A Chinese electronics firm, ENGO Holdings Limited, has joined Uganda's industrial sector to domestically manufacture and assemble mobile phones and laptop computers.
The firm is setting up its plant in Namanve, Uganda's flagship industrial park. The construction works expected to last six months commenced this morning with a groundbreaking ceremony presided over by state minister for Investment Evelyn Anite and the minister of Information, Communication and Technology (ICT) Frank Tumwebaze.
Ares Chow Yu Qing, the executive director ENGO Holdings Limited says the firm will unveil the first generation of products manufactured and assembled from the plant to the market before close of 2019.
Yu says the plant will rely on Chinese imported motherboards, screens, touch panels, batteries, cameras and speaker receivers and vibrators as well as circuits for the domestic manufacture of the phones until qualified workers have been trained to undertake the commercial process from Uganda.
According to Yu, the firm will invest $15 million (approx. Shs 55.6 billion) over five years to increase the production capacity from initial 1 million mobile phone gadgets a year to its maximum. The firm's trademark is known as Simi Mobile and will produce both cheap analogue and smartphones.
Yu says "We will do this step by step. We will use experienced Ethiopians until we have trained our own workforce. So we will start will 100,000 gadgets per month. For computers, the target computers is one million a year - depending on demands. But we will bring more machines if the demands are high."
Dr Emily Kugonza, the chairman of the board of Uganda Investment Authority (UIA) says he is confident the company will revolutionize the ICT sector in Uganda. He said the development is coming at a time when Africa is the next frontier of development.
"We wish to congratulate ENGO Holdings for this great milestone. I got the opportunity of visiting your assembly plant in Ethiopia and I got convinced that you're the right people to come to Uganda and help us take off in the ICT sector the way we're witnessing today." Kugonza said.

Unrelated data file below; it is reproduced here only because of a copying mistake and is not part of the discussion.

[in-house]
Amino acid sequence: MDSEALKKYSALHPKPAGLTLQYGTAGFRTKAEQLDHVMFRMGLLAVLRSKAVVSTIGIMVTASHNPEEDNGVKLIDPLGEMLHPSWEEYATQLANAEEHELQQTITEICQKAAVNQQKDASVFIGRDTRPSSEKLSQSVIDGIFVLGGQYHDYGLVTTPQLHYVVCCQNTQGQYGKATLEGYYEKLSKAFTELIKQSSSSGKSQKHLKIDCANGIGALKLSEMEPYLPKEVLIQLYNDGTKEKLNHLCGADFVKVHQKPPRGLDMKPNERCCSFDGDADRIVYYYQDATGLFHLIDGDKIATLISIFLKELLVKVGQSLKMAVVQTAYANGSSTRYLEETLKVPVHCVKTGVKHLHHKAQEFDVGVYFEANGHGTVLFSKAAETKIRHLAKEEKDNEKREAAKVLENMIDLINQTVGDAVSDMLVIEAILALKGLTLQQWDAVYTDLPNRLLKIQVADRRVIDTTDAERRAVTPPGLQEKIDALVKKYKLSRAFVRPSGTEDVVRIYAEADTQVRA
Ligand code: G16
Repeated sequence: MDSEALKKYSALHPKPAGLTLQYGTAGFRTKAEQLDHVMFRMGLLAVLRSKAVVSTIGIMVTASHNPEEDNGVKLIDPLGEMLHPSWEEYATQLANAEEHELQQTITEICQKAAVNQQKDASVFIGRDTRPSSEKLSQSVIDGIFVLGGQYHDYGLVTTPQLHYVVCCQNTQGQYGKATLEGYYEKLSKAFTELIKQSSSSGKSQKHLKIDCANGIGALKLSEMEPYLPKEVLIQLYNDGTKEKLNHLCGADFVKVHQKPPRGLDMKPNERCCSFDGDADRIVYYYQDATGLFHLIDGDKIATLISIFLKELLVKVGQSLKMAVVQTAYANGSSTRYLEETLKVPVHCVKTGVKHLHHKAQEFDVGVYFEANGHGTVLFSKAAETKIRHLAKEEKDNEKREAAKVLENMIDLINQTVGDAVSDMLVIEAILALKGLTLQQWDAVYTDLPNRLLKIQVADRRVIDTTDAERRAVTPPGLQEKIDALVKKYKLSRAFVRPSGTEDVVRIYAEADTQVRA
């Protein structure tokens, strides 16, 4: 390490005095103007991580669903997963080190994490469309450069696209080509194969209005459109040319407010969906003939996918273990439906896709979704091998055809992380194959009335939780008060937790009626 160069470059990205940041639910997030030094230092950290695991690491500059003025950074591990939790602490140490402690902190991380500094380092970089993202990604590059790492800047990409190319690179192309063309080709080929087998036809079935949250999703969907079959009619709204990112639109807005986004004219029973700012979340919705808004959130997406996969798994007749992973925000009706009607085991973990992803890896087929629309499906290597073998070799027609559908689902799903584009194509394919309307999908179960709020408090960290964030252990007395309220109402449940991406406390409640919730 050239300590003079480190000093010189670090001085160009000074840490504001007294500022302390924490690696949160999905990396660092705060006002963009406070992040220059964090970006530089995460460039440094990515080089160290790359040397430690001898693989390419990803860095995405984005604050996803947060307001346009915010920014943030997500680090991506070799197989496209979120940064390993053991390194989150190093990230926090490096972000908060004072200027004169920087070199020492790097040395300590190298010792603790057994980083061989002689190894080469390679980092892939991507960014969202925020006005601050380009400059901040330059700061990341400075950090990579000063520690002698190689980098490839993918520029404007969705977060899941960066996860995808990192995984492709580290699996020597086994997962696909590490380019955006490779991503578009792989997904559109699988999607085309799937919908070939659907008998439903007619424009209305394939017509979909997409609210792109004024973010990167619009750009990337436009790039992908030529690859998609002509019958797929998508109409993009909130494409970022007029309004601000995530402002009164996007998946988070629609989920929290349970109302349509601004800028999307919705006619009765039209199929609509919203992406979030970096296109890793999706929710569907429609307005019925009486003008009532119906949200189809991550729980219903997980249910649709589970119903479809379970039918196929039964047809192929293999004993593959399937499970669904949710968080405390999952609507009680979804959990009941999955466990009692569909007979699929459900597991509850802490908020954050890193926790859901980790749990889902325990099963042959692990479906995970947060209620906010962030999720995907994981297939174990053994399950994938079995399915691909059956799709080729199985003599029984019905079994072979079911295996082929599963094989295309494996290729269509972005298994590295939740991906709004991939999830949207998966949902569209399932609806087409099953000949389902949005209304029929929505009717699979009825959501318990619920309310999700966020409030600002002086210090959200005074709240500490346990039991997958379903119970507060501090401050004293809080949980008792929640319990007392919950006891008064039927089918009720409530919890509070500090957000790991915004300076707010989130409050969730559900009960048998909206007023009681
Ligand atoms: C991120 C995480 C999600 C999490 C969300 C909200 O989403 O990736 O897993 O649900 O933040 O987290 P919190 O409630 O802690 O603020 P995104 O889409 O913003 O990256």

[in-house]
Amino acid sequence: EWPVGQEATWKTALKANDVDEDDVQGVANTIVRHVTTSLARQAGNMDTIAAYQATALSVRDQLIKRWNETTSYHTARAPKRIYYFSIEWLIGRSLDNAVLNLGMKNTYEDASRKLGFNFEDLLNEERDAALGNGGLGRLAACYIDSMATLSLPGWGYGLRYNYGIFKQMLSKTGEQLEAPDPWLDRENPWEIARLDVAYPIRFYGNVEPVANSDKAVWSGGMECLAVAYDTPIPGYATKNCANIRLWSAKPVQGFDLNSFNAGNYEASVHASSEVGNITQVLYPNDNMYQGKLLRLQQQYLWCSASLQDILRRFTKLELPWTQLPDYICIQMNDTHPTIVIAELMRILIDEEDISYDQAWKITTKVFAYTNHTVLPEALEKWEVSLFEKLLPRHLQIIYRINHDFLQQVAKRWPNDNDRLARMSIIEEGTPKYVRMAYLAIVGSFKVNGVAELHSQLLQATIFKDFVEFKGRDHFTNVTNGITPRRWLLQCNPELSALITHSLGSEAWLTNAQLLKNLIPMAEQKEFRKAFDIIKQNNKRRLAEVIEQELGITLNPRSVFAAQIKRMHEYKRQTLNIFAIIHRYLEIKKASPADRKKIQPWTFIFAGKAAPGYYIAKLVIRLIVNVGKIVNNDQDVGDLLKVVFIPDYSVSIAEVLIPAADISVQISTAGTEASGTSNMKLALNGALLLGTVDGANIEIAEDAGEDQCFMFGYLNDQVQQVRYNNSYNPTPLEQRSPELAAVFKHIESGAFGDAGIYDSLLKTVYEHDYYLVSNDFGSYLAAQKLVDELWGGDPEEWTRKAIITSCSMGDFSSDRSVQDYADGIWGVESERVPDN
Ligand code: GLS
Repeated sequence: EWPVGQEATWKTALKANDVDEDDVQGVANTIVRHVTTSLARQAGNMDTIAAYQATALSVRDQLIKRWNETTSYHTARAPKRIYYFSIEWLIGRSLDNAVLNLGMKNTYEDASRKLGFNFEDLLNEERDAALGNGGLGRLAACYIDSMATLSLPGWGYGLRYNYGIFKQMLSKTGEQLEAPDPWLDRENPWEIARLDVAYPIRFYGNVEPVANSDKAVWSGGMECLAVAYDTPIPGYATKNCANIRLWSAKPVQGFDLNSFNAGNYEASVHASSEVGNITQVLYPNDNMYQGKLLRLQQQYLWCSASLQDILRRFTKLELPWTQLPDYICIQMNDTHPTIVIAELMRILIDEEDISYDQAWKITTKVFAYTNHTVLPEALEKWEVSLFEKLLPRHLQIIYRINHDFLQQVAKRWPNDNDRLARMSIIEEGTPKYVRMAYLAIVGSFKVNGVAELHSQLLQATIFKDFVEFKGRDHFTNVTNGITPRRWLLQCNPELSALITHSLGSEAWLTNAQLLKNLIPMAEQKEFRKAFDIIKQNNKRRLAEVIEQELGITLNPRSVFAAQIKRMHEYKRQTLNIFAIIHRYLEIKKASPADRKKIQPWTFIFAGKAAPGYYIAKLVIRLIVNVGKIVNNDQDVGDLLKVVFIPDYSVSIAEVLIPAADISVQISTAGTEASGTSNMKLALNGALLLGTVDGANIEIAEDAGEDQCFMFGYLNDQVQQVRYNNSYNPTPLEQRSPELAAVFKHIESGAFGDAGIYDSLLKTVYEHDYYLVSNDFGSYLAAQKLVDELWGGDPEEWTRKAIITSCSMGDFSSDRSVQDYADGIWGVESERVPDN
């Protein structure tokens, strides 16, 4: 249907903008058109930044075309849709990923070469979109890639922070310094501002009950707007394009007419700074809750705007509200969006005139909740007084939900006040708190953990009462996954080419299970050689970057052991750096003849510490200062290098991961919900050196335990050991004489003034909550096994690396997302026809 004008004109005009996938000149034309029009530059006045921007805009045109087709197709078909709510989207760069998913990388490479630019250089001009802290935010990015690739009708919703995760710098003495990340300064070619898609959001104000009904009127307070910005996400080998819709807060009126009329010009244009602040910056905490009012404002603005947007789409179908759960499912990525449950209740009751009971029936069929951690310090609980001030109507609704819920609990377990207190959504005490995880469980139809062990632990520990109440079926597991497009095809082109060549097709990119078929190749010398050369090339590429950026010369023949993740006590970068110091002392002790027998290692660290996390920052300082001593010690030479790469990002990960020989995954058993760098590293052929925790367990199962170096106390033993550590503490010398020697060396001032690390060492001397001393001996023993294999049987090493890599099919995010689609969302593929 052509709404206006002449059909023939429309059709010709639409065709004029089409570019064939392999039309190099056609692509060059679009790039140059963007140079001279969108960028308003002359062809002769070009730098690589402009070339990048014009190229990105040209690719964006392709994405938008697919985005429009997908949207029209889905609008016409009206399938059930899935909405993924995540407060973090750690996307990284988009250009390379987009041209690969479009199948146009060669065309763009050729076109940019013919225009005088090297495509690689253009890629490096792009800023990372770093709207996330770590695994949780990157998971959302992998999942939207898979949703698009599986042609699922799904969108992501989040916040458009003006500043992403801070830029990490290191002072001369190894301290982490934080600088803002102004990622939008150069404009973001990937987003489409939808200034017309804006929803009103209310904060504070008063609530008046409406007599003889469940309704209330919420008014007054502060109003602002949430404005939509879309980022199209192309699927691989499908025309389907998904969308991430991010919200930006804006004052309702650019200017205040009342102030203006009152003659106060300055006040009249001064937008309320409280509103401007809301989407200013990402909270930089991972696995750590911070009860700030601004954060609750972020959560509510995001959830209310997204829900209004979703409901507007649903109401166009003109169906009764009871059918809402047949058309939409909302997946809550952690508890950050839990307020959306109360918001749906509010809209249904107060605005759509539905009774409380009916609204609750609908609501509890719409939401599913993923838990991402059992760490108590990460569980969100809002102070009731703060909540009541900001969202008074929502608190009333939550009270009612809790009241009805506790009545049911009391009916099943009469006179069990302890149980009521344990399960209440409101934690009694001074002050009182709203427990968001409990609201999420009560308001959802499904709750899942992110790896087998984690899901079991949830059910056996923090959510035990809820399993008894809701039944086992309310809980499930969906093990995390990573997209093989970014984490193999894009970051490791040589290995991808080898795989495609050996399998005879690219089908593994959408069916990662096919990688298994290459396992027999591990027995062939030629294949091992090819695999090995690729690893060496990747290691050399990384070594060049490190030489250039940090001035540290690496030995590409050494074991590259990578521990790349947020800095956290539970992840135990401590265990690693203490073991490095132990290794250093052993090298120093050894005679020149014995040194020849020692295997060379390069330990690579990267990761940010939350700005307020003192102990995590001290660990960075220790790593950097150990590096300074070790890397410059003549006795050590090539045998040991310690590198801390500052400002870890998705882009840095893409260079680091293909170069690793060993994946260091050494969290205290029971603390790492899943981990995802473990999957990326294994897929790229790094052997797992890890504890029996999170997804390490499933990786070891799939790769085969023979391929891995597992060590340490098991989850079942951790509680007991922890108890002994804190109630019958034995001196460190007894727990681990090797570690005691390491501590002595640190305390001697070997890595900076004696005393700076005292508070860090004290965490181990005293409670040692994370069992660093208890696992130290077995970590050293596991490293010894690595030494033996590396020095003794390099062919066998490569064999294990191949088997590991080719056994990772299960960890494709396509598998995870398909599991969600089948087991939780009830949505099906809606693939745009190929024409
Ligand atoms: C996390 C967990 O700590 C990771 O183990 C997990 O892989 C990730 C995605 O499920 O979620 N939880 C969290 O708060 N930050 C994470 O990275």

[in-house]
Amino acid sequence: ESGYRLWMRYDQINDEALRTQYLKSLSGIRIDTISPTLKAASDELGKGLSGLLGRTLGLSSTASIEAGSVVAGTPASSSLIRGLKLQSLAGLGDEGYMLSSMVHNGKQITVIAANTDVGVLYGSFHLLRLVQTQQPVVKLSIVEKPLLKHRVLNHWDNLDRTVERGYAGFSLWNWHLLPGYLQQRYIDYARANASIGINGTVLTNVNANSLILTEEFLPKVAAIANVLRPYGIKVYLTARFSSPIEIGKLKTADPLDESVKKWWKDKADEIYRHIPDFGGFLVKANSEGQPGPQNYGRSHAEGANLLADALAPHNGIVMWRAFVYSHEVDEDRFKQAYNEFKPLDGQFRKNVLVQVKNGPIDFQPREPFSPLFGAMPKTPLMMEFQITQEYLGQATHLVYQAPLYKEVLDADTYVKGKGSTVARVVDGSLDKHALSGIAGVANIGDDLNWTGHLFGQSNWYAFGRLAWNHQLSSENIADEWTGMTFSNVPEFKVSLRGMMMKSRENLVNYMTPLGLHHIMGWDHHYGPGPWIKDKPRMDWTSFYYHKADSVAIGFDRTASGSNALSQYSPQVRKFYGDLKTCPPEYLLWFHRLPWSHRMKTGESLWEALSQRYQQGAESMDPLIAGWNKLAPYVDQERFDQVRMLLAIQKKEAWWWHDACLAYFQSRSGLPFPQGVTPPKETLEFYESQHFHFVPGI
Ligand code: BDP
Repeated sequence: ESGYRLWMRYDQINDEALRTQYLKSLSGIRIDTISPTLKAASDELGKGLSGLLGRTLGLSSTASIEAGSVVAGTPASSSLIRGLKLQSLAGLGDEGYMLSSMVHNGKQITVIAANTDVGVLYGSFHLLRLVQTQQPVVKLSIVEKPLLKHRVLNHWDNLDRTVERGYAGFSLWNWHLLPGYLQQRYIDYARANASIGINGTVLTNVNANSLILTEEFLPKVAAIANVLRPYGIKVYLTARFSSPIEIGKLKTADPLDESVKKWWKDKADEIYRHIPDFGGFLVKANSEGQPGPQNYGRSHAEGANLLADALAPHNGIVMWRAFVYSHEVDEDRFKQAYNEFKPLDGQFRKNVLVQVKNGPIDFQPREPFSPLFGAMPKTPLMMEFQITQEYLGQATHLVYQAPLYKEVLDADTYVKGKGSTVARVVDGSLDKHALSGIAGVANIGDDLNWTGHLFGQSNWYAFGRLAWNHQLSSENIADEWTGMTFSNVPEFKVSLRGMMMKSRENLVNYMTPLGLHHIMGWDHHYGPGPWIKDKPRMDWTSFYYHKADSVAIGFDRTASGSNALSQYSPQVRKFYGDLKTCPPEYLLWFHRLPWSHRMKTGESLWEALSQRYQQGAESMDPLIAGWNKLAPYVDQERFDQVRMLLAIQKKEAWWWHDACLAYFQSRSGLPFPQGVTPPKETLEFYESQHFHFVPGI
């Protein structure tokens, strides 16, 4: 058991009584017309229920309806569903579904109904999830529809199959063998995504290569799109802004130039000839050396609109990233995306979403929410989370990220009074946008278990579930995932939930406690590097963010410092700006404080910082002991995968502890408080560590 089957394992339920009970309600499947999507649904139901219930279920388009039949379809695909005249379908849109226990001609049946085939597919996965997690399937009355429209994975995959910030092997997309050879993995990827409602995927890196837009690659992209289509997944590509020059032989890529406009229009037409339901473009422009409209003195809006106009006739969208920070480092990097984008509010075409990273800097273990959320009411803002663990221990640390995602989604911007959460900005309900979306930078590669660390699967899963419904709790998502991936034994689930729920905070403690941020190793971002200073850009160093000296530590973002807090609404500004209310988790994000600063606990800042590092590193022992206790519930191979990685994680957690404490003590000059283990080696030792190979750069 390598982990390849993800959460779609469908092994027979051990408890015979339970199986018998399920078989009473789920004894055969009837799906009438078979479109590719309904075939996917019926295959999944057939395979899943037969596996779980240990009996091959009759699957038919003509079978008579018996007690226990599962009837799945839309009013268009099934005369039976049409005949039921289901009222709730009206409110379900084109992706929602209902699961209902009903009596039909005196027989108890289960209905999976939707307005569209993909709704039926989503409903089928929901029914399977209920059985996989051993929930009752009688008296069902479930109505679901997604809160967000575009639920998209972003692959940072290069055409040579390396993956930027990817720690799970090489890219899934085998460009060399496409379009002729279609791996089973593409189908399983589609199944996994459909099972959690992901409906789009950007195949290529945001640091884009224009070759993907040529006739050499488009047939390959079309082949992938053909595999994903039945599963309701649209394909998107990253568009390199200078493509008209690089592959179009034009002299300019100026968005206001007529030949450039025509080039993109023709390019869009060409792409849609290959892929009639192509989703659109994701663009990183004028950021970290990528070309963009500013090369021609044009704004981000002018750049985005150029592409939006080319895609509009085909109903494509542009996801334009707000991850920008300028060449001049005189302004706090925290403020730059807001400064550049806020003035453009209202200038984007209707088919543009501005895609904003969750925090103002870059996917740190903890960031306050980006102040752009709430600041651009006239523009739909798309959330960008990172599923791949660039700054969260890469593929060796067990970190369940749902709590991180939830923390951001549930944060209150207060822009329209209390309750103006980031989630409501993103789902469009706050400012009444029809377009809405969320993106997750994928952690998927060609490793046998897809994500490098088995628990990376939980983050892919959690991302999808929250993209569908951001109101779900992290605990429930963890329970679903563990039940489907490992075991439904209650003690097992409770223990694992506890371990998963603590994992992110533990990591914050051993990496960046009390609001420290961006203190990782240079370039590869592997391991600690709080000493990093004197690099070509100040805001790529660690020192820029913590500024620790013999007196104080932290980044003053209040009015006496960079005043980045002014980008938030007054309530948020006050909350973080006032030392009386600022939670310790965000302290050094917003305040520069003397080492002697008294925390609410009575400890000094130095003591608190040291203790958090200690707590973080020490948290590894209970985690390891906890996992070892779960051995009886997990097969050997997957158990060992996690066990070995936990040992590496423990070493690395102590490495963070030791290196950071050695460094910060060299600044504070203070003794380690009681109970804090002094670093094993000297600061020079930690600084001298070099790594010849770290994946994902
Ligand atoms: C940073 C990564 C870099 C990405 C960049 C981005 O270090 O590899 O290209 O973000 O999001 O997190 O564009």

Tumwebaze said the development is a huge milestone for the country. He urged the franchise to explore the use of Uganda's manufactured software in their manufacturing value chain. Minister Anite said it is wonderful that Uganda will reduce on its import bills on computers and mobile phones.
"It is such wonderful news that for the first time we're not going to be importing these computers from China, from Europe, from allover the world. We'll be buying them from Namanve industrial park. What a wonderful news. It is very expensive to import these computers because it increases on our import bill but also by having them here it is going to increase our export bill because they are going to manufacture them here not only for the Ugandan population but also for the neighbouring countries." Anite said.
Anite says some of the gadgets will come with self-charging solar units making them ideal for rural communities.
"We still have issues of blackouts which were still working hard to ensure it is solved, but now to have a solar powered mobile phone, that is good news for the people in the villages like Koboko... I will not now have to struggle to go and power my phone in the trading centre, I will just wait to power my phone by putting it under the sun. " she added.
James Ssaka, the executive director of the National Information Technology Authority (NITA-U) says Uganda's ICT sector has dramatically grown over the last ten years.
"In the past year, there has been an increase in the national budget expenditure allocation by 43% from Shs 104bn in 2017/18 to Shs 146bn in 2019/20. A significant allocation of the ICT budget is spent on imported ICT goods such as software and hardware. This is why the commencement of this factory will give Ugandans an opportunity to replace foreign software and hardware with local innovations thereby spurring development." said Ssaka.
According to NITA, there are 22 million mobile phone subscribers in Uganda. It says the sector is growing at 27 per cent per annum.